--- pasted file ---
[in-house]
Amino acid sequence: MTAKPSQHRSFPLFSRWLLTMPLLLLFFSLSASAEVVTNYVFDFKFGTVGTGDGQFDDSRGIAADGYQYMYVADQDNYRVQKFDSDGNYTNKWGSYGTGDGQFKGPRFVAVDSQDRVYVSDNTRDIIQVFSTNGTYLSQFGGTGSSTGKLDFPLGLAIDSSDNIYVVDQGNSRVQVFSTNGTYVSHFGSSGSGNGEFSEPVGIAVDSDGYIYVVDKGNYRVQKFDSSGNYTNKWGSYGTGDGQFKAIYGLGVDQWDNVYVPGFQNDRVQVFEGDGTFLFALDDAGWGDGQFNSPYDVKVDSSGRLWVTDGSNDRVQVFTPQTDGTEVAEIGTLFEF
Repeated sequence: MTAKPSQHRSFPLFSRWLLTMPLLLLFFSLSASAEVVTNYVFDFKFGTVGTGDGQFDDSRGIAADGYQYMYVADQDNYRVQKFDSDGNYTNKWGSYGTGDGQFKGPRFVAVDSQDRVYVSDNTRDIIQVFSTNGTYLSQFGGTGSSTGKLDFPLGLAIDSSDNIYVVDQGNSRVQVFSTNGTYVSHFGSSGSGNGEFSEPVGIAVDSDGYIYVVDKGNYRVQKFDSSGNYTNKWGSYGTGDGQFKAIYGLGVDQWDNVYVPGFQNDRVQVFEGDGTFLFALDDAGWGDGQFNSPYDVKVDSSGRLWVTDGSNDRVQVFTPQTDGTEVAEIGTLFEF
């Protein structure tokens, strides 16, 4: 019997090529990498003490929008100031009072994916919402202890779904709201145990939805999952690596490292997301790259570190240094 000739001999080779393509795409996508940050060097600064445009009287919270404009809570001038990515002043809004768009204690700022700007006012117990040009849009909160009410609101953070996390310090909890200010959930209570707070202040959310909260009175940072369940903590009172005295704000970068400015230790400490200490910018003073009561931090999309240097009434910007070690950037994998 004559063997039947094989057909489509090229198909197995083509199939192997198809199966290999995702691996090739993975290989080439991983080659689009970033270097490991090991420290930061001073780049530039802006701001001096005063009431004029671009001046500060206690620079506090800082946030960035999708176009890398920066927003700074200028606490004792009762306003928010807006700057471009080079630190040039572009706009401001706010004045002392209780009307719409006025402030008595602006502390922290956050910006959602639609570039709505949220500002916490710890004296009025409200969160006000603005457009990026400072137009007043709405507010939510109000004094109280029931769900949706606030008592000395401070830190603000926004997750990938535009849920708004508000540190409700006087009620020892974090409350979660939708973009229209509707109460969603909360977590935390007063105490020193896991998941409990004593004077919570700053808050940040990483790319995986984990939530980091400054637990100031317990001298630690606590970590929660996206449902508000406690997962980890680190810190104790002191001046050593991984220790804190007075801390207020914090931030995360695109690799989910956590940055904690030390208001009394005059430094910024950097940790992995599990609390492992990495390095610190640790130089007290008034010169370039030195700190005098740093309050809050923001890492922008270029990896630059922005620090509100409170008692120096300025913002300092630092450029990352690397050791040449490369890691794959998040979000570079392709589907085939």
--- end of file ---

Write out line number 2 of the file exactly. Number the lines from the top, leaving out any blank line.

Amino acid sequence: MTAKPSQHRSFPLFSRWLLTMPLLLLFFSLSASAEVVTNYVFDFKFGTVGTGDGQFDDSRGIAADGYQYMYVADQDNYRVQKFDSDGNYTNKWGSYGTGDGQFKGPRFVAVDSQDRVYVSDNTRDIIQVFSTNGTYLSQFGGTGSSTGKLDFPLGLAIDSSDNIYVVDQGNSRVQVFSTNGTYVSHFGSSGSGNGEFSEPVGIAVDSDGYIYVVDKGNYRVQKFDSSGNYTNKWGSYGTGDGQFKAIYGLGVDQWDNVYVPGFQNDRVQVFEGDGTFLFALDDAGWGDGQFNSPYDVKVDSSGRLWVTDGSNDRVQVFTPQTDGTEVAEIGTLFEF